What is the Appropriate Aspirin Dose?

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  • Written By: Brendan McGuigan
  • Edited By: Bronwyn Harris
  • Last Modified Date: 22 January 2020
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Aspirin, also referred to as acetylsalicylic acid, is a drug used for a wide variety of uses. It is a salicylate drug, and is recommended for a range of conditions, including inflammation, fever, and pain. Aspirin may also have a number of unpleasant side effects, most notably stomach bleeding, tinnitus, and ulcers, especially if the recommended dose is exceeded. For this reason, it is important to make sure you are taking the prescribed aspirin dose, especially in the cases of the young, elderly, or severely infirm.

First of all, it should be noted that the appropriate aspirin dose for a child with a fever is none at all. Although in the past many people gave children aspirin to alleviate fevers, these days it is highly recommended against. This is because children, especially those suffering from chickenpox or flu-like symptoms, have a risk of developing a rare condition known as Reye’s syndrome. This can cause swelling of the brain and liver, and unless detected immediately can be fatal. For this reason, it is important to avoid giving aspirin to children with fevers.


Many people use the term aspirin specifically refers to the version of acetylsalicylic acid produced by Bayer. In this case, a single pill is a 325mg dose of aspirin, with inactive ingredients including corn starch, cellulose, triacetin, hypromellose, and carnauba wax. In other regions, pills may contain more or less aspirin, and you should check to make sure before deciding on an appropriate dose. If there is any doubt, consult with a medical professional before ingesting.

For adults treating a fever, either one or two of these pills is the recommended aspirin dose, for a total of either 325mg or 650mg of aspirin at a time. This can be repeated every three or four hours, and may be repeated as many as six times in a day. Chewable pills should be chewed completely and swallowed, and non-chewables should be taken with a full glass of water. A full aspirin dose may cause an upset stomach in some people, so taking the dose with milk or a meal is sometimes recommended, to lessen stomach pains.

For adults taking acetylsalicylic acid in order to reduce the risk of a stroke, the recommended aspirin dose is anywhere between 75mg to 325mg a day. For adults given aspirin as a temporary treatment immediately after a heart attack, a single tablet should be chewed right away. And for those taking aspirin to reduce the risk of a heart attack, the most common dose is a single tablet once a day, but a physician should be consulted with prior to starting on a regimen of preventative aspirin.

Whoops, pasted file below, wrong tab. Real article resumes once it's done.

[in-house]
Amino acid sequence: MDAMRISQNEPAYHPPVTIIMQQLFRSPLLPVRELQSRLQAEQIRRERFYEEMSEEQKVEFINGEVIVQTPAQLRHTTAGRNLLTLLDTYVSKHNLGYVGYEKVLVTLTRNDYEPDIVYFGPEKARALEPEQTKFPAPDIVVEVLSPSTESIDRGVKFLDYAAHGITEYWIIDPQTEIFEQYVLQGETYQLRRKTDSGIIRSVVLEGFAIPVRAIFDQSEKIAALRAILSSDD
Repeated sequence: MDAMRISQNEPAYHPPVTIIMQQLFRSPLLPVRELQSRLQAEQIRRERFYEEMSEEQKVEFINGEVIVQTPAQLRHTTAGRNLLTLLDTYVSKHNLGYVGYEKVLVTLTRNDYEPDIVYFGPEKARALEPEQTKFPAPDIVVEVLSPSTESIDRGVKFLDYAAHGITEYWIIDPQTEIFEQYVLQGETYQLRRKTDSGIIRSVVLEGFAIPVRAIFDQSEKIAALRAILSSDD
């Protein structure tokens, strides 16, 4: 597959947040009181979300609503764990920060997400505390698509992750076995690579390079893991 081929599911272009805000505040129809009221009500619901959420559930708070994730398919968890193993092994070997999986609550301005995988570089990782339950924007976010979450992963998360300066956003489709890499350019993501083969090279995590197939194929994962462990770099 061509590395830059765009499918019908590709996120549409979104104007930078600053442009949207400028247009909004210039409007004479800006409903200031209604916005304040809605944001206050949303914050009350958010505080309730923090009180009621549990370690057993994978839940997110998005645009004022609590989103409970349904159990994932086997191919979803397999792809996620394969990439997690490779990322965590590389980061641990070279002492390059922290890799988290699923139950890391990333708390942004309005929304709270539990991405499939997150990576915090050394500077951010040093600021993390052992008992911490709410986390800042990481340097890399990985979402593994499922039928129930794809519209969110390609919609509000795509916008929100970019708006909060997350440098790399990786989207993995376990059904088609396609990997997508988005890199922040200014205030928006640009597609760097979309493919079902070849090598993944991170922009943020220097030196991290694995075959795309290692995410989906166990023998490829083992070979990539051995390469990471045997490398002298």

In addition to the normal Bayer aspirin of 325mg, Bayer also has a number of products containing less acetylsalicylic acid. This aspirin, known as low-dose aspirin, contains only 81mg of acetylsalicylic acid, making it equal to only one-quarter of a normal aspirin. Other sizes include a larger 500mg capsule, and an even larger 650mg capsule, equal to two normal tablets. Quantities of aspirin may also be referred to some times in terms of grains, with a 325mg tablet equaling 5 grains, an 81mg tablet equaling 1.25 grains, a 500mg capsule equaling 7.7 grains, and a 650mg capsule equaling 10 grains.


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Post 5

Long term usage of aspirin can lead to stomach ulcers or other GI bleeds. Most times doctors prescribe aspirin because benefits outweigh the risks.

Post 4

What is the difference in the effects of high dose aspirin therapy vs low dose aspirin therapy?

I would assume that the risks are increased with high dose aspirin therapy, but maybe I'm wrong. Can you set me straight?

Post 3

@charlie89 -- Your doctor can give you more information, but basically, taking a low daily dose of aspirin has been shown to have largely positive effects.

However, there are some side effects that you should be aware of.

First, taking a daily aspirin dose of any kind in conjunction with more than 2 drinks of alcohol per day can really increase your chances of liver and kidney damage.

Even without the alcohol, aspirin can also cause problems with internal bleeding, particularly in the stomach and the brain. That is why you should never take large doses of aspirin unless specifically instructed to do so by your doctor.

Finally, aspirin can also trigger asthma attacks in those who have an aspirin sensitivity.

So, long story short, there are side effects you need to know about, but if your doctor says that it is OK, then you should be fine.

Best of luck.

Post 2

So how safe exactly is it to take aspirin in a daily dose?

I've had one heart attack before, and my doctor said that going on low dose aspirin therapy could really help me out -- does anybody have more information on this, or know if there are any side effects?


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